FAC-1, a contractual integrator for UK and international construction

The FAC-1 Framework Alliance Contract (‘FAC-1’) is a new type of contract, recognised by the UK Government as creating a ‘Gold Standard’ that can help to deliver improved value, reduced risks and net zero carbon targets. FAC-1 has attracted support in the UK and around the world because it operates alongside other contracts, looking beyond basic risk allocation to support a whole team undertaking the design, planning and integration of one or more projects. FAC-1 was developed by King’s College London Centre of Construction Law and the Association of Consultant Architects, in consultation with 120 organisations in 14 jurisdictions, and it has been used on projects and programmes of work ranging in value from £5 million to £1 billion.

FAC-1 has been translated into six other languages. An early user was the Liscate Municipality in Italy who integrated contributions to Building Information Modelling (‘BIM’) by the consultants, contractor and specialist suppliers engaged on a £5 million new build school and civic centre. The Liscate team reported how the use of FAC-1 led to 6.8 per cent cost savings and 48 per cent time savings plus design innovations and improved health and safety.

The Italian energy company Enel has adopted FAC-1 in order to integrate the work of contractors and specialists engaged on windfarm projects in Spain and Brazil. FAC-1 is also providing a contractual integrator for a new build campus being developed by University of Milan and Lendlease. Further information on these and other FAC-1 projects can be found at allianceforms.co.uk.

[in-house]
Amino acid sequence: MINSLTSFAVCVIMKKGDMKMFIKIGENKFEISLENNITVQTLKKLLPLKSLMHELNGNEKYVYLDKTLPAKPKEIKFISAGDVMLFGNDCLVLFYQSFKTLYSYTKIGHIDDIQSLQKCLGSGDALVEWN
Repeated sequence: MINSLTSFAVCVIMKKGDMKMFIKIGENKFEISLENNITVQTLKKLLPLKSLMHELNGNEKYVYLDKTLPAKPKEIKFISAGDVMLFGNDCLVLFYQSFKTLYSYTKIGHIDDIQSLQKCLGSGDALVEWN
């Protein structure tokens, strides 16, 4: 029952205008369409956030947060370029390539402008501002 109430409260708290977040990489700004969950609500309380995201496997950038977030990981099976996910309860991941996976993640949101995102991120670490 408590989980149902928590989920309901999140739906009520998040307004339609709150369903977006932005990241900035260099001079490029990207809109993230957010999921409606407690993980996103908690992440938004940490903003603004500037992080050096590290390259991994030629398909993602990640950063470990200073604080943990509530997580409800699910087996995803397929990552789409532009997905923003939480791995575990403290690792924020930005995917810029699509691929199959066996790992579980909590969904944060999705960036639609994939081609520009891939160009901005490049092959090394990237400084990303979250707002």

FAC-1 does not include any references to English law, and collaborative work on translations in Germany, Italy, Spain, Bulgaria, Brazil and Peru showed that few amendments are required to reflect the legal requirements of these countries. For example, FAC-1 is easily aligned with FIDIC and other contract conditions, and its ‘Special Terms’ clarify any required changes to duties of care or intellectual property rights or options in respect of dispute resolution.
FAC-1 is not a substitute for consultant appointments such as the RIBA or ACA forms or for construction contracts such as FIDIC, JCT, NEC and PPC. Instead, it draws these forms together and covers the preparatory, integration and improvement processes that other contracts are not designed to deal with. FAC-1 describes agreed systems for:

  • Integrating the roles of alliance members through shared objectives, success measures and targets linked to agreed incentives
  • Awarding work on any number or range of projects
  • Planning the early engagement of alliance members and supply chain members in advance of projects commencing on site
  • Implementing a timetable of alliance activities designed to achieve improved value
  • Capturing learning and improvement from one project to another
  • Managing risks and avoiding disputes through shared preparatory measures and through early warning referred to a ‘core group’ of individuals who seek agreed solutions.

FAC-1 avoids the ‘Groundhog Day’ of lost learning in construction design and innovation. Its collaborative systems capture improvements in quality, safety and net zero while protecting the intellectual property rights and other commercial interests of team members. The multi-party structure of FAC-1 and its accessibility as a published contract form create mutual confidence between team members and provide a consistent basis for learning and exchanges of experience.

UK FAC-1 procurements include airfield, asset management, custodial, education, environmental, health, highways, infrastructure, maritime, public buildings and residential developments. They range from an LHC schools programme with a projected value of over £5 billion, to small programmes of work such as a £7.5 million refurbishment programme of Southern Housing Group. Private sector users include Football Foundation, Sport England and the Football Association , integrating the work of designers, contractors and modular suppliers under a £150 million programme for new sportsgrounds.